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Soaring increase in high-tech exports from China erodes U.S. employment – EPI Snapshots

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Snapshot for March 29, 2004.

Soaring increase in high-tech exports from China erodes U.S. employment

It is often argued that free trade benefits all countries because it allows them to specialize in goods for which they have a comparative advantage, yielding increased efficiency and productivity in each economy.  In the United States, economists and public officials frequently claim that trade will reduce production of low-tech goods such as textiles and apparel and increase production of high-tech goods in which the United States has a comparative advantage. 

For example, in a recent address in Washington, D.C., World Trade Organization (WTO) Director Supachai Panitchpakdi said that for every U.S. job threatened by imports, a growing number of high-paid, high-skilled jobs are created by exports.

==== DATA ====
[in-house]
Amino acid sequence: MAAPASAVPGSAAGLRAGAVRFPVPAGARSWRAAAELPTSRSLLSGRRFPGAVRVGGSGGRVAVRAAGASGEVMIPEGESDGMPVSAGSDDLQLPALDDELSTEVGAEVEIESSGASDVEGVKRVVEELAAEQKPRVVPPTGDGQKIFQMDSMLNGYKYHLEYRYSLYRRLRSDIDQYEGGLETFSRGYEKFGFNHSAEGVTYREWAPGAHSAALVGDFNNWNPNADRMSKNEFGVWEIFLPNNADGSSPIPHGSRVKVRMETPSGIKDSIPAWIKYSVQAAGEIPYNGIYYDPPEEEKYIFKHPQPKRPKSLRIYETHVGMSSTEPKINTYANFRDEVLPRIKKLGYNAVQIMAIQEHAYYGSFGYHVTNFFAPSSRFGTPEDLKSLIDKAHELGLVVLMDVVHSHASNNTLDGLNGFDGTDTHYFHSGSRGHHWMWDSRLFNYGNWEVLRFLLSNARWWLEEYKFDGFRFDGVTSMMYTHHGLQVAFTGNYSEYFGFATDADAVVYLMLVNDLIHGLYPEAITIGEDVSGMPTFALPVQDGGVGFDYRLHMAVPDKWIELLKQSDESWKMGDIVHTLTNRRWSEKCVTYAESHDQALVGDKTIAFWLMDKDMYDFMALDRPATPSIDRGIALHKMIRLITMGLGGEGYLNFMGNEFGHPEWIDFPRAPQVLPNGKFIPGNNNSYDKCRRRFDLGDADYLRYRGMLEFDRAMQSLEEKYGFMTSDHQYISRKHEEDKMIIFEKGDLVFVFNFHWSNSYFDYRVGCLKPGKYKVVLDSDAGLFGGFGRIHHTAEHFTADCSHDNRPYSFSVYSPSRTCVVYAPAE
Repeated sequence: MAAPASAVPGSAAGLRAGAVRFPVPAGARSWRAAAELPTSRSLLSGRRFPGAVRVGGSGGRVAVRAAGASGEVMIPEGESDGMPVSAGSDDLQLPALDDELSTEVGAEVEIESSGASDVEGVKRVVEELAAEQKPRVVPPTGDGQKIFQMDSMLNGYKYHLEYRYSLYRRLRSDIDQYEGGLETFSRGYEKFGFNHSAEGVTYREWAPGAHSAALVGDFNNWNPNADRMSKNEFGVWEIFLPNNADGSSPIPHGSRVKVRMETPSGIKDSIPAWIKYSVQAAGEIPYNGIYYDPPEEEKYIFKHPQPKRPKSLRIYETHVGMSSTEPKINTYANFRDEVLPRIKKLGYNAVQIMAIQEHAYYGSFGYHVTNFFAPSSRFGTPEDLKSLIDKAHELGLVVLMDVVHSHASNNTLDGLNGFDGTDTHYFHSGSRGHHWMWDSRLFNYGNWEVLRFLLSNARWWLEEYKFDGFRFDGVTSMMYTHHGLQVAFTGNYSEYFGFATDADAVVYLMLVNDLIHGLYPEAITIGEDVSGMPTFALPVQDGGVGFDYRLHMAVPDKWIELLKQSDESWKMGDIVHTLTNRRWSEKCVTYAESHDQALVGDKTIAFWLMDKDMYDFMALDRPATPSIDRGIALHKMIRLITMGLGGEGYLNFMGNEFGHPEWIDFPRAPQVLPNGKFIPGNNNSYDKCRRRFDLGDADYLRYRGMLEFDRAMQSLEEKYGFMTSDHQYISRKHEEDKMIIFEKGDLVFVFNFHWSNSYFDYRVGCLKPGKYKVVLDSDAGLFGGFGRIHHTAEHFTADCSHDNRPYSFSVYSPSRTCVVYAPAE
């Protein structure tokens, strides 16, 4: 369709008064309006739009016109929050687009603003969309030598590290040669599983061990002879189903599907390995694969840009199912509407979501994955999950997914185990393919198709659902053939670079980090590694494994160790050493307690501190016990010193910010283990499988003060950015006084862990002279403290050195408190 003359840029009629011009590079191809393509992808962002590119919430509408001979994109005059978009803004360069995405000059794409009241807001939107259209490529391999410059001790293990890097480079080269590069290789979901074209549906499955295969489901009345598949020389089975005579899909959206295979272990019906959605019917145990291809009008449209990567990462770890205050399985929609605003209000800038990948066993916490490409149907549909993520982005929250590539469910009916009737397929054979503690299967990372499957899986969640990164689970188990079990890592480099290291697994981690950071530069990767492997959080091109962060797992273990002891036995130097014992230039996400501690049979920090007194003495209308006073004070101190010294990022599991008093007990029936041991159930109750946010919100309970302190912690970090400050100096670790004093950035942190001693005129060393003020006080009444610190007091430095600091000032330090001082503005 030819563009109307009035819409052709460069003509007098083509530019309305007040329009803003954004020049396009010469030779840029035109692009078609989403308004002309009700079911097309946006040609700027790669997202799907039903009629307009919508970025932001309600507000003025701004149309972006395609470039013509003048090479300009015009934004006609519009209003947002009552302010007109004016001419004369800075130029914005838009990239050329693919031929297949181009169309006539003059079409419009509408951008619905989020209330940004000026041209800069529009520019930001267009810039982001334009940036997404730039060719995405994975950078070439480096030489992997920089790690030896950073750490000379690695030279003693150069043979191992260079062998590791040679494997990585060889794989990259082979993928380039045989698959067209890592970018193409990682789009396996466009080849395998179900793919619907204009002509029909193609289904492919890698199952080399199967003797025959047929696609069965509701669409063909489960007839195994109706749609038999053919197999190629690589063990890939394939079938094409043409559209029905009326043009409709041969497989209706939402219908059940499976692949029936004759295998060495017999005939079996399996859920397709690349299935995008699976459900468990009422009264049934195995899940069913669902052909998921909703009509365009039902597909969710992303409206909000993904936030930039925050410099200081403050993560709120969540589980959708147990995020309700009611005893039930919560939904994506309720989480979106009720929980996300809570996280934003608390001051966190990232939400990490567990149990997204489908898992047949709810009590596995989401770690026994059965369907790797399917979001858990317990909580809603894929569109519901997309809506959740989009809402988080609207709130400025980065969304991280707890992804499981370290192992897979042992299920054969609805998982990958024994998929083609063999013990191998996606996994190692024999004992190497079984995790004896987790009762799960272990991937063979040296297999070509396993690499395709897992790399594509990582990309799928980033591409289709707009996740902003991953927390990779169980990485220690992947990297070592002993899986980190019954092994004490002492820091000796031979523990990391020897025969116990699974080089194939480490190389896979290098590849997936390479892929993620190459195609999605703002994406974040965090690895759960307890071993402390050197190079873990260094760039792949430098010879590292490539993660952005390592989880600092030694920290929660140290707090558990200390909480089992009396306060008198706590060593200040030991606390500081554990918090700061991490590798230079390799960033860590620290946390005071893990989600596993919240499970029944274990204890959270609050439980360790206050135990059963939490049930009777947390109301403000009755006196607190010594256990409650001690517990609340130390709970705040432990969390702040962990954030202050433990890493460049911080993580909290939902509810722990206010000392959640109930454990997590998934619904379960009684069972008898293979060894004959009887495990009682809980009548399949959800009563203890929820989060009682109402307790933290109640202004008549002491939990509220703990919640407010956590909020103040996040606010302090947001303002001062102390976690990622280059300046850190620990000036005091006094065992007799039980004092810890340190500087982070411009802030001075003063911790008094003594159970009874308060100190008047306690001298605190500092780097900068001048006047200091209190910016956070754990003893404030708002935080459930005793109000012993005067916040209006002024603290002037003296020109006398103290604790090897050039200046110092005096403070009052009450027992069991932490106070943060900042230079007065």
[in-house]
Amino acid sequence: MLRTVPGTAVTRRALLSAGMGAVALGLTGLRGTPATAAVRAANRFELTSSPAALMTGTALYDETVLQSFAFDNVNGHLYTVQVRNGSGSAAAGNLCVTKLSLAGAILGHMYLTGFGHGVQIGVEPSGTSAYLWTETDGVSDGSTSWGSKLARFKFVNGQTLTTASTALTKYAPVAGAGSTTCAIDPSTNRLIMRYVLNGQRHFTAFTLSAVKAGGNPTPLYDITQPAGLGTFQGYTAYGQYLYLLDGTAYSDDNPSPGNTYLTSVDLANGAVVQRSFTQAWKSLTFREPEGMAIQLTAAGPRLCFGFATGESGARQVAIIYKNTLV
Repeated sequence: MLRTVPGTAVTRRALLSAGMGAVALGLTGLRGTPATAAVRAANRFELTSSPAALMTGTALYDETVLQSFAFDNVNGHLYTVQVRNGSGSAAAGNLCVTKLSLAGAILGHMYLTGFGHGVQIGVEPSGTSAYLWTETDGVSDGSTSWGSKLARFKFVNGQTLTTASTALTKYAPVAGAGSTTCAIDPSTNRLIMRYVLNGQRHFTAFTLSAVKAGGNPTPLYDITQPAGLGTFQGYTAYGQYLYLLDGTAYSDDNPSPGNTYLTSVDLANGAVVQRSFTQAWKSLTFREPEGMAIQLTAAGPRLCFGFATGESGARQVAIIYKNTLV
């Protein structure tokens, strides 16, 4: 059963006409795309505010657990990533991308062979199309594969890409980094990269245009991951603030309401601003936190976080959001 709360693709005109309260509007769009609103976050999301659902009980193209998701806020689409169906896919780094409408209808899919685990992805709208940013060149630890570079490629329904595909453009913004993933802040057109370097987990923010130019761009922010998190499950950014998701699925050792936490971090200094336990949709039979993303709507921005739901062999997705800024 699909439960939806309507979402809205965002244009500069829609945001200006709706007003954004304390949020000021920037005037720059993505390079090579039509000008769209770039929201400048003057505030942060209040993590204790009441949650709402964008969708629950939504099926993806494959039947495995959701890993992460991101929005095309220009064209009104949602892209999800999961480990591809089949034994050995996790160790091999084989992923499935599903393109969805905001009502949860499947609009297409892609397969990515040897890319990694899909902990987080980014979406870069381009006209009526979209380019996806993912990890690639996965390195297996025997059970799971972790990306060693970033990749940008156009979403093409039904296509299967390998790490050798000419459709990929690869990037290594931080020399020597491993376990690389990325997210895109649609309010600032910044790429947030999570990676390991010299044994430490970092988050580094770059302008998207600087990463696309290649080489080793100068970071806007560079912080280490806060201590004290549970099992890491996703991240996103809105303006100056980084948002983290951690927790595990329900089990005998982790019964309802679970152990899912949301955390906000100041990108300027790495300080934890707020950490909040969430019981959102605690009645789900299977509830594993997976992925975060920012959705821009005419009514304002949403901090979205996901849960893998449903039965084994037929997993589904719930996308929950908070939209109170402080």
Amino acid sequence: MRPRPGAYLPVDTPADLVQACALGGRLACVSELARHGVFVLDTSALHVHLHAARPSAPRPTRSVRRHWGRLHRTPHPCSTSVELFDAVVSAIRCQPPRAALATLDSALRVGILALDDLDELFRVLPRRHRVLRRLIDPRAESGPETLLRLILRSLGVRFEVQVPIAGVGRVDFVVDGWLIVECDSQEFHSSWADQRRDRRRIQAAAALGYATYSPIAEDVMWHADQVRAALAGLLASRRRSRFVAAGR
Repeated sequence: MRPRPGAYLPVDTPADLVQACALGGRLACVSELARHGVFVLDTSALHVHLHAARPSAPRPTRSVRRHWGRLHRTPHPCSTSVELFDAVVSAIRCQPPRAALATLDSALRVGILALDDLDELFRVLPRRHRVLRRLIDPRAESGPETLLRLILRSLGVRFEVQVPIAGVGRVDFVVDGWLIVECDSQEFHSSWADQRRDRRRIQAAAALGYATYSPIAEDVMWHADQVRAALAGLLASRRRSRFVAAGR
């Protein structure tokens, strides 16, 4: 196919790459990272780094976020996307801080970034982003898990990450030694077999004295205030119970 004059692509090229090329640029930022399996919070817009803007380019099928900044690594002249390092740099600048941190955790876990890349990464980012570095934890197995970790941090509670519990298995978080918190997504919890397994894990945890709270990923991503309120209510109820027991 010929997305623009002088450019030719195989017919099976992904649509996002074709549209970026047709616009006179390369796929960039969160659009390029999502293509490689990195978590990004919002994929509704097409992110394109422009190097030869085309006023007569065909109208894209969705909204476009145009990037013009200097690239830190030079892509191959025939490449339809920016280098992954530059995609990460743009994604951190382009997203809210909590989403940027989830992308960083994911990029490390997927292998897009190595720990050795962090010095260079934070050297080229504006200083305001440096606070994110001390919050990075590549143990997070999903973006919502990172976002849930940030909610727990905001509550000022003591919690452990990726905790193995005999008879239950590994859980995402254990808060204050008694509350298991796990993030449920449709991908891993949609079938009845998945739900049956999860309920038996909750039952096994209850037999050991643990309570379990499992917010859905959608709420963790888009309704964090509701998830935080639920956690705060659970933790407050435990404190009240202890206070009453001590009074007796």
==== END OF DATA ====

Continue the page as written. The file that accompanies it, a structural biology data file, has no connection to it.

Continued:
The theory of comparative advantage suggests that low-wage countries such as China should specialize in low-tech goods such as textiles, apparel, toys, and furniture.  However, as shown in the figure below, China has rapidly increased the share of middle- and high-tech products in its exports during a period in which its total exports nearly tripled. 

The share of electronics, machinery, and transport equipment in China’s exports increased from 18.1% in 1994 to 42.9% in 2003, an increase of 24.8 percentage points.  Of this total, the export shares of office and data processing equipment (including computers and components) increased by 12.1 points, electric appliances by 4.8, points and telecommunications equipment by 4.7 percentage points. 

Meanwhile, the U.S. balance of trade in high-tech products has fallen from a peak of $32.3 billion in 1997 to a deficit of $27.4 billion in 2003.  The rapid growth of China’s high-tech exports is quickly eroding U.S. employment in these cutting-edge industries.

Electronics, machinery, and transport equipment as a share of China's exports (1994-2003)

Today’s Snapshot was written by EPI senior economist  Robert Scott.


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